Sat, May 21

|

605 Ave B, Opelika, AL 36801, USA

ADAM HOOD

Solo artist. Frontman. Behind-the-scenes songwriter. For more than a decade, Adam Hood has left his mark onstage and in the writing room, carving out a southern sound that mixes soul, country, and American roots music into the same package.

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ADAM HOOD

Time & Location

May 21, 7:00 PM

605 Ave B, Opelika, AL 36801, USA

About The Event

The Sound Wall Presents ADAM HOOD live in our listening room Saturday April 30, 2022.

Tickets: $20

non-refundable

Doors 7pm

* Bring your own beverage event

About Adam Hood

Website https://www.adamhood.com/

Solo artist. Frontman. Behind-the-scenes songwriter. For more than a decade, Adam Hood has left his

mark onstage and in the writing room, carving out a southern sound that mixes soul, country, and

American roots music into the same package.

It's a sound that began shape in Opelika, Alabama. Raised by working-class parents, Hood started

playing hometown shows as a 16 year-old, landing a weekly residency at a local restaurant. He'd

perform there every Friday and Saturday night, filling his set list with songs by John Hiatt, Steve

Warner, Hank Williams Jr, and Vince Gill. As the years progressed, the gigs continued — not only in

Alabama, but across the entire country, where Hood still plays around 100 shows annually.

These days, though, he's no longer putting his own stamp on the songs of chart-topping country stars.

Instead, many of those acts are playing his music.

Little Big Town, Miranda Lambert, Anderson East, Frankie Ballard, Josh Abbott Band, Lee Ann

Womack, and Brent Cobb are among the dozens of artists who've recorded Hood's songs. An in-

demand songwriter, he signed a publishing deal with Warner/Chappell Nashville and producer Dave

Cobb’s Low Country Sound in 2016, while still maintaining a busy schedule of tour dates in support

of his third solo release, Welcome to the Big World. Two years later, he continues the balancing act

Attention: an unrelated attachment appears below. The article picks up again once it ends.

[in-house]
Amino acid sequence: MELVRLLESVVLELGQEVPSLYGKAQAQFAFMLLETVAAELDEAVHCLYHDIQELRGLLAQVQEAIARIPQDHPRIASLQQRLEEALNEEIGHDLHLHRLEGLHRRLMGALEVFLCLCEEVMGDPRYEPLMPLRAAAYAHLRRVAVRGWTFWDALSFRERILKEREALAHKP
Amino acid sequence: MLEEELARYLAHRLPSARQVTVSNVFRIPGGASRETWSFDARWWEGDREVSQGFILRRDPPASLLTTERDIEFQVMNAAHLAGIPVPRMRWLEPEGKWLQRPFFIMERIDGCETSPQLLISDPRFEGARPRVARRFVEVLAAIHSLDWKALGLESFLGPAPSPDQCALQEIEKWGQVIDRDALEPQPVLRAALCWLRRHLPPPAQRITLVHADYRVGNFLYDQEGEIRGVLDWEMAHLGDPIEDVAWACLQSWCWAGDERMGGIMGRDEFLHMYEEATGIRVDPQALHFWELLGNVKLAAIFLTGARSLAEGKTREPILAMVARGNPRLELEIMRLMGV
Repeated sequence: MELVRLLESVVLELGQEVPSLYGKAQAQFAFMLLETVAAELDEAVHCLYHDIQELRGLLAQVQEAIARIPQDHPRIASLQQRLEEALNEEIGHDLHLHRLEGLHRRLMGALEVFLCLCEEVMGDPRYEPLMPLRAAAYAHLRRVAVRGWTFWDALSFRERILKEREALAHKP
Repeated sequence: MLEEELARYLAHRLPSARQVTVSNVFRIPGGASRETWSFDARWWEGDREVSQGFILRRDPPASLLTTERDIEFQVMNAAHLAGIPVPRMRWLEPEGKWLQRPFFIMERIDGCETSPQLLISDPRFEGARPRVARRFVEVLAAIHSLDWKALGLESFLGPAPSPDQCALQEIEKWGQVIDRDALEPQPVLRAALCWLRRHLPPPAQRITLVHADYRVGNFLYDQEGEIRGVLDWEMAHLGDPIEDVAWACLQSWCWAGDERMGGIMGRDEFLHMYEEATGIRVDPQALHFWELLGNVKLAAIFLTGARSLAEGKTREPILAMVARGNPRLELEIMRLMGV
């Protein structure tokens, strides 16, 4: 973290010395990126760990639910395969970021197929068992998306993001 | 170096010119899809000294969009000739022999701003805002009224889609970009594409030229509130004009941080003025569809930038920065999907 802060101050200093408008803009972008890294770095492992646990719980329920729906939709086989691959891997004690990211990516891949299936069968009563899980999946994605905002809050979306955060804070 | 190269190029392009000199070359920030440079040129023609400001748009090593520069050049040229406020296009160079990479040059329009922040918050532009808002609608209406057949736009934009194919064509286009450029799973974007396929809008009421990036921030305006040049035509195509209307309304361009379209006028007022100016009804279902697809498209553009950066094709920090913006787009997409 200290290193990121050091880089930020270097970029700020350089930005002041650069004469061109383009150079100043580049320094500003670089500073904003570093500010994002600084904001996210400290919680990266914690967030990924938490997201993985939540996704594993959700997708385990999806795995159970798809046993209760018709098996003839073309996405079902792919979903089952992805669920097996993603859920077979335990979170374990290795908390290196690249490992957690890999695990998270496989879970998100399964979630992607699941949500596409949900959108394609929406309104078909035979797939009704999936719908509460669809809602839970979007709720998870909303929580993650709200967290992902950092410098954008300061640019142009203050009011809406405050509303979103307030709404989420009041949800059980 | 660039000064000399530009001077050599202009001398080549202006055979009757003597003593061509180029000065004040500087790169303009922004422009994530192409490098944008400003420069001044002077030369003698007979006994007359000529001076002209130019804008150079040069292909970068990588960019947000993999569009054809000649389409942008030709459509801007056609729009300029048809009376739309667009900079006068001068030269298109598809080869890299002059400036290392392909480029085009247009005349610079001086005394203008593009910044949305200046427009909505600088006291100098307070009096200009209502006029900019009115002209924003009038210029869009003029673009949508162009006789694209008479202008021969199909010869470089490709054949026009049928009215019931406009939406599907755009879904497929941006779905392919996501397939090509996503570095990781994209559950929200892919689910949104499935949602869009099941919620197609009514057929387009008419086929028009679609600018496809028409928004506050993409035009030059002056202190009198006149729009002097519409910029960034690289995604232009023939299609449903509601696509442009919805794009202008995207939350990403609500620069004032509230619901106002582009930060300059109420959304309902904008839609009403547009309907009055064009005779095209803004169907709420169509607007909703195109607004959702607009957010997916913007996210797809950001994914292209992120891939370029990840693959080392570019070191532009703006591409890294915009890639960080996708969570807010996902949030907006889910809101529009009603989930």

with his newest album, Somewhere in Between.

A showcase for both his frontman abilities and songwriting chops, Somewhere in Between also shines

a light on Hood's strength as a live act. He recorded most of the album live at Nashville's Sound

Emporium Studios over two quick days. Teaming up with producer Oran Thornton (Angaleena

Presley's Wrangled, Miranda Lambert's Revolution) along the way, their goal was to create

something that reflected the raw, real sound of his concerts, where overdubs and unlimited takes are

never an option. Also joining Hood in the studio were bassist Lex Price, guitarist and co-writing

partner Pat McLaughlin, and drummer Jerry Roe, all of whom captured their parts in a handful of

live performances. Hood tracked his vocals at the same time. Stripped free of studio trickery and

lushly layered arrangements, Somewhere in Between is an honest, story-driven record — the sort of

album that relies on craft, not gloss, to pack its punch.

It's also an album that finds Hood telling his own story. A dedicated family man, he wrote

"Locomotive" after watching his young daughter develop her motor skills while playing with a set of

blocks. A road warrior, he penned songs like "Downturn" about a life filled with wanderlust and long

drives from gig to gig. A native Alabaman who still lives in the Yellowhammer State, he celebrates

America's rural pockets with "Keeping Me Here" and "Real Small Town," two songs that fill their

verses with images of main streets, open landscapes, hard times, and good people.

Somewhere in Between may be autobiographical but there's a universal appeal to this music. A true

blue-collar songwriter, Hood shines a light on the everyday experiences — from family to friends to

the thrill of Friday nights — that we all appreciate. It's extraordinary music about ordinary lives,

performed with conviction by a man who continues to balance a critically acclaimed solo career with

his commercial successes as a songwriter.

"It's southern music," he says, grouping Somewhere in Between’s wide range of music under an

appropriate banner. "That's what it represents: the soulful side of southern music, the country side of

southern music, the genuineness of southern culture, and the way I grew up. One of the t-shirts I sell

at every show simply says ‘Southern songs’ and that's a good summary of what I do. It's what I've

always done."

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  • General Admission

    $20

    +$1.80 Sales Tax

    +$0.55 Service fee

    $20

    +$1.80 Sales Tax

    +$0.55 Service fee

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